I think he may have — note I say may because I was not involved and my friend merely gave a bare factual account; I am not sure how he himself feels about this incident in retrospect — actually handled the situation well. By which I mean to say that not knowing what had occurred, the father assumed his son might have been misbehaving. He would have, it seems, had some basis for thinking so.



I knew my friend’s father well. He was a soft spoken, kindly man. He worked in a factory. He was, from what I and my own parents could observe, a loving parent.

The message he conveyed to his son was, don’t do anything that might get you in trouble.

This was actually good (tacit) advice, because — although my friend was not, by any stretch of the imagination, a “bad kid” — I know that he could be mischievous at times (which I think was probably a result of his being bored and restless in school), and he did get in trouble on at least one occasion, as I have noted above, where school administrators were on his case. So, actually, his father may have been trying to help him with the best advice he could.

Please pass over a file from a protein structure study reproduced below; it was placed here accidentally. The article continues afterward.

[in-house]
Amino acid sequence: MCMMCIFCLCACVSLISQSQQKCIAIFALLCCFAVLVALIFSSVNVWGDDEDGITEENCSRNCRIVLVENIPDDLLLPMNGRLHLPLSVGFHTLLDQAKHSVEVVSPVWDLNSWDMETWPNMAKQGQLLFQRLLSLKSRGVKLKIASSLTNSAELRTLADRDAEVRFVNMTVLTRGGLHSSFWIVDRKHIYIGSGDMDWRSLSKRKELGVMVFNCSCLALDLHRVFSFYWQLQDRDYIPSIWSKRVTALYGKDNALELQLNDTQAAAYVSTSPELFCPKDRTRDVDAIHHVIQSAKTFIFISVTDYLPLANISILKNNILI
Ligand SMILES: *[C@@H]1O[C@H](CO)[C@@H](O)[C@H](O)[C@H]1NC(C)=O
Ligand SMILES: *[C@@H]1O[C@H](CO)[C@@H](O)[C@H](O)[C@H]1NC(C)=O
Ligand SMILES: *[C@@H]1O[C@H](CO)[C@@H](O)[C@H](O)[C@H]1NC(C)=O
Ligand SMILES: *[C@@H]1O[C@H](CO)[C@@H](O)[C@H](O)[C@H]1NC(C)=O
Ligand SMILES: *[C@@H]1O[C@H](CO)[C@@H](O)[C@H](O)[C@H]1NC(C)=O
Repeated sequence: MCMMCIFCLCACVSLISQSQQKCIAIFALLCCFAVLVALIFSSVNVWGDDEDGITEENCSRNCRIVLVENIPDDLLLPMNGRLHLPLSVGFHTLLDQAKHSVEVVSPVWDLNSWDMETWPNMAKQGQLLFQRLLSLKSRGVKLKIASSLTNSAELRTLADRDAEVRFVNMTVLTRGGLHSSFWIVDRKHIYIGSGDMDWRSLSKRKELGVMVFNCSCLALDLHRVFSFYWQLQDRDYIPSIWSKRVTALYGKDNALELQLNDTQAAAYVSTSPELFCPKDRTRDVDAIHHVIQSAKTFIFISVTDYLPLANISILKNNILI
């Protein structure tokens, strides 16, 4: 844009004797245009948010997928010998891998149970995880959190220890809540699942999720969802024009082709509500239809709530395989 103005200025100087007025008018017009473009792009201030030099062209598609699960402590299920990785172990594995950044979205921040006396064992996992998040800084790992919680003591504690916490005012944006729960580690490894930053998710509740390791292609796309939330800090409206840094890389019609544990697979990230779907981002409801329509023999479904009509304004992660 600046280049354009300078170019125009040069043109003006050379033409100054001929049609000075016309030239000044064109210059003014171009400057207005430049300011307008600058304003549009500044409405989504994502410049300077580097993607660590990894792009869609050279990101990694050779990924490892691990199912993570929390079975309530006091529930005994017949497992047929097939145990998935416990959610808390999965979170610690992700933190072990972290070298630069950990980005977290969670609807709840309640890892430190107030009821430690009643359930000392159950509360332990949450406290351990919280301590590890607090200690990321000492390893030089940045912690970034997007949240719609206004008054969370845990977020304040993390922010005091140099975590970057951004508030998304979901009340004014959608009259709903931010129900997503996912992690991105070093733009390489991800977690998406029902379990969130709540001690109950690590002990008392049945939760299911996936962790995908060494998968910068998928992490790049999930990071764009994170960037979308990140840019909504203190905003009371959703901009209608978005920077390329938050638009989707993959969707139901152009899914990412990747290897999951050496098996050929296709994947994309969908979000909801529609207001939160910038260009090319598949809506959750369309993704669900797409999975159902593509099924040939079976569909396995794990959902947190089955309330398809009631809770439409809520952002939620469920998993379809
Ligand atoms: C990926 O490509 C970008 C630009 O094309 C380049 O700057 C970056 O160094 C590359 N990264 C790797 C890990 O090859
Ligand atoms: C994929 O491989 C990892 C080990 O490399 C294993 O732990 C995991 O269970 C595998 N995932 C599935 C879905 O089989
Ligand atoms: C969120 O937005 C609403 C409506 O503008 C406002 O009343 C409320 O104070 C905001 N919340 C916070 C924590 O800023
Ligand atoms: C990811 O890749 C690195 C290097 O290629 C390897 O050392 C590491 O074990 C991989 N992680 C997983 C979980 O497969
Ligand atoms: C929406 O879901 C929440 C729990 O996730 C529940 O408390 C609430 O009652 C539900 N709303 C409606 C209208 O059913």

Given what happened (I realize that it was no doubt hurtful to my friend, since he remembers it), I don’t think my friend’s father handled it badly. He didn’t freak out. He tacitly sent a message that may have actually been good for my friend to hear: don’t antagonize your superiors.

Do you think the case would be handled the same today? I doubt it. Parents are always crying “foul” and assuming that their children can do no wrong. When I was growing up, a premium was put on behavior, and adults were assumed to be right. I am not an advocate of corporal punishment, and I am not advocating a return to the days of schooling such as is depicted in George Orwell’s autobiographical essay “”Such, Such Were the Joys … .” I am merely trying to point out — the thought occurred to me — that sometimes parents can be more helpful to children by cautioning them to conform and submit to strictures rather than to defy or complain about them.


— Roger W. Smith

  October 2016; updated February 2018



Addendum: The pedant in me gaining the upper hand, I can’t resist showing off. I wonder how many people know where the title of Orwell’s essay came from. It is from a line in William Blake’s poem “The Ecchoing Green.” I took a wonderful course in Blake with the revered professor and poet Allen Grossman at Brandeis University.